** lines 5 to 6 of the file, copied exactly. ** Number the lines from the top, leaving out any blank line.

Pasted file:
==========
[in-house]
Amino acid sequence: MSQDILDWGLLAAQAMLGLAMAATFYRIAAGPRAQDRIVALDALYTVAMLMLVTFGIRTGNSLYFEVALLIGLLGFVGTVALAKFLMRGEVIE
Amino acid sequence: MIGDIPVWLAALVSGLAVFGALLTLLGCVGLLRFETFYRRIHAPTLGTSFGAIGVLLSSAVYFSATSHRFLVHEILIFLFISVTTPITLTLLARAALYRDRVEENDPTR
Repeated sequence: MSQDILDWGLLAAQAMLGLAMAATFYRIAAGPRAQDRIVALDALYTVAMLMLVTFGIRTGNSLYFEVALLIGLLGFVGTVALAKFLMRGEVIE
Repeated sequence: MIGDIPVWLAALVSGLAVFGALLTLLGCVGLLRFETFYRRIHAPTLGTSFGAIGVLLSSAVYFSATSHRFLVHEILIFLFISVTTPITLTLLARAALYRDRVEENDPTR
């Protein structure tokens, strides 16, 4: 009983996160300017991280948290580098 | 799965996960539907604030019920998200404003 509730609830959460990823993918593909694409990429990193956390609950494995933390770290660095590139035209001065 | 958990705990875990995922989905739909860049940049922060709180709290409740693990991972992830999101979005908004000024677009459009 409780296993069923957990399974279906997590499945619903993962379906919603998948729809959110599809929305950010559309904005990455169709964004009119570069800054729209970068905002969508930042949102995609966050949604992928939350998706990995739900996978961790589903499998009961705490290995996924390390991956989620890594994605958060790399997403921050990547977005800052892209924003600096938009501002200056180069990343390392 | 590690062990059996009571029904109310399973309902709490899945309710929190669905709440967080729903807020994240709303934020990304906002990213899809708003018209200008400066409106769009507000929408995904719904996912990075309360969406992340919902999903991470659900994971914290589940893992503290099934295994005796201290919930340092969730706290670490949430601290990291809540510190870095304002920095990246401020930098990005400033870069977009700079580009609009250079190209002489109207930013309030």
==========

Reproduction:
Repeated sequence: MIGDIPVWLAALVSGLAVFGALLTLLGCVGLLRFETFYRRIHAPTLGTSFGAIGVLLSSAVYFSATSHRFLVHEILIFLFISVTTPITLTLLARAALYRDRVEENDPTR
């Protein structure tokens, strides 16, 4: 009983996160300017991280948290580098 | 799965996960539907604030019920998200404003 509730609830959460990823993918593909694409990429990193956390609950494995933390770290660095590139035209001065 | 958990705990875990995922989905739909860049940049922060709180709290409740693990991972992830999101979005908004000024677009459009 409780296993069923957990399974279906997590499945619903993962379906919603998948729809959110599809929305950010559309904005990455169709964004009119570069800054729209970068905002969508930042949102995609966050949604992928939350998706990995739900996978961790589903499998009961705490290995996924390390991956989620890594994605958060790399997403921050990547977005800052892209924003600096938009501002200056180069990343390392 | 590690062990059996009571029904109310399973309902709490899945309710929190669905709440967080729903807020994240709303934020990304906002990213899809708003018209200008400066409106769009507000929408995904719904996912990075309360969406992340919902999903991470659900994971914290589940893992503290099934295994005796201290919930340092969730706290670490949430601290990291809540510190870095304002920095990246401020930098990005400033870069977009700079580009609009250079190209002489109207930013309030």